After being selected from our First Time Filmmakers Showcase this year, López’s short film “Sisyphus” will screen at Paris Lift-Off Film Festival as part of the Shorts Programme on Monday 30th November at Le Lucernaire. We interviewed director Rafael López to hear a little more on the experimental nature of his film, and the inspirations behind it.
Interview by Sneh Rupra
What inspired you to pursue filmmaking?
First I was expressing myself through sculpture, drawing and stop motion. I then realised I wanted to tell stories in another way. A few years ago I wanted to take the next step and explore the storytelling art through filmmaking, which I felt in love with.
What was the inspiration behind the film Sisyphus?
The idea first came to me when I was reading some Albert Camus, who is favourite author of mine mostly for his work on the absurd. I had for a long time a slightly different idea for an “endless” film, also involving multiple characters played by the same actor. Beside of that grew this desire to tell a story taking place in a forest as a metaphor of the subconscious. After months of complicated scouting location and writing, this story progressively evolved and became “Sisyphus“.
How did you go about shooting the film in one shot?
It was a long and complicated process in which we took a long time and thought very hard about how to do it. We took inspiration from past and present filmmakers, like Alfred Hitchcock in his film “The Rope” but also Alejandro Iñárritu in “Birdman” and “The Revenant.” From that we experimented multiple ways during pre-production and post to hide the different cuts based on these examples we had. The cold nature and natural lighting played an important role in the final look of the film since we had to make sure every sequence were matching the previous and following ones in terms of color and light. It was an amazingly rich experience.
The film is very concerned with the personal image one presents to the world – how does this relate to your personal feelings towards presenting your film to the world?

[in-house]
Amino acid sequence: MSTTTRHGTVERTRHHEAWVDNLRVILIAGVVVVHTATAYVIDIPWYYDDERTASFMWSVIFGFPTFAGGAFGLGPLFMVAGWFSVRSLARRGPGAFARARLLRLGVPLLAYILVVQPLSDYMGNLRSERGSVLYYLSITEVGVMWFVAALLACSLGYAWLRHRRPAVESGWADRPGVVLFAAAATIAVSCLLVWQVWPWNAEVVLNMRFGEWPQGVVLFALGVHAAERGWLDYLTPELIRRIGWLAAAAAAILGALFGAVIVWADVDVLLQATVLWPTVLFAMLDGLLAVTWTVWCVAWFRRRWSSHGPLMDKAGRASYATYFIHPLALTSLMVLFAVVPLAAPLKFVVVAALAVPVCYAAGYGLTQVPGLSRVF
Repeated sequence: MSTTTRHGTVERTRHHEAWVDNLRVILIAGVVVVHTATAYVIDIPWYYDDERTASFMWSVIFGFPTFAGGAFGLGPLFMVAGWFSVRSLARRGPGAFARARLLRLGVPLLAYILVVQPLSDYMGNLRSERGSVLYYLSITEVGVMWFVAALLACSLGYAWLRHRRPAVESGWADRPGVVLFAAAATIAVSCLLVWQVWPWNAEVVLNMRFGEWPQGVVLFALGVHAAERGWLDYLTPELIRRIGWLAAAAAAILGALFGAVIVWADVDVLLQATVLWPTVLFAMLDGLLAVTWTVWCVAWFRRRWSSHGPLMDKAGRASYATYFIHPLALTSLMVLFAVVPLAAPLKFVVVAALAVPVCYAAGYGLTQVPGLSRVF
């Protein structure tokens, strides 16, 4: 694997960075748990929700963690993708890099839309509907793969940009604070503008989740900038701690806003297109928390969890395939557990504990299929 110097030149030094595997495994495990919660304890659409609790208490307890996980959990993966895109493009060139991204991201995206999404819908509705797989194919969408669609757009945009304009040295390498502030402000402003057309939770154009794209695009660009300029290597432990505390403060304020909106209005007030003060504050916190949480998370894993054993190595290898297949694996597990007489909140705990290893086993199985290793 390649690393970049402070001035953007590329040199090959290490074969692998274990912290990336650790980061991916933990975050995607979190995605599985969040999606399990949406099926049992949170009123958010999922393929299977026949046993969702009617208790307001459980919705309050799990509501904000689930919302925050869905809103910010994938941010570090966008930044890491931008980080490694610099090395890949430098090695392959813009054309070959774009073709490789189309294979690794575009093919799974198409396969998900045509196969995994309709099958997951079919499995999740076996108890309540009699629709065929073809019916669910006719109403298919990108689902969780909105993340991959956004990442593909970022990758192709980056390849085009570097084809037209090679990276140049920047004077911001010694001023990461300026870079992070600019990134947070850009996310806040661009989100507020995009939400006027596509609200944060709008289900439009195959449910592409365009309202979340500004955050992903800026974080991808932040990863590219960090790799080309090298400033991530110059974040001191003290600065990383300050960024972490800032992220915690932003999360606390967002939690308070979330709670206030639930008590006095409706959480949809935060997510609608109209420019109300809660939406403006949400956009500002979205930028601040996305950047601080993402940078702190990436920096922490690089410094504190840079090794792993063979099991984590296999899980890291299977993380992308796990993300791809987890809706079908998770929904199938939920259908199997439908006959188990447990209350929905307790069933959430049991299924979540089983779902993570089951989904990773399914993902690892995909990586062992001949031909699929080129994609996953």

It is very paradoxical since we have to use social media in order for people to know about the film. It proves that even if we make a film to sort of denounce social media, we can’t run from it. Also, the character is based on a part of myself. When people first start using social media, Facebook, the Internet, they put too much out there. The film reflects how I felt about it. The loss of control of my own image is something that bothered me. So I guess in making this film I also have to accept this, in order to communicate my idea to the world.
What is the most valuable thing you learned making this film which you can take forward with you in future projects?
Making this film taught me a lot in the filmmaking process, from pre-production, planning, rehearsals, and the tight shooting schedule that eventually led to editing, where a lot of work had to be put in. But mainly I would say it’s a whole and the most valuable thing was to see this project become alive due to a perfect teamwork.
Tickets are now on sale for Paris Lift-Off, where Sisyphus will be screening, with López in attendance!
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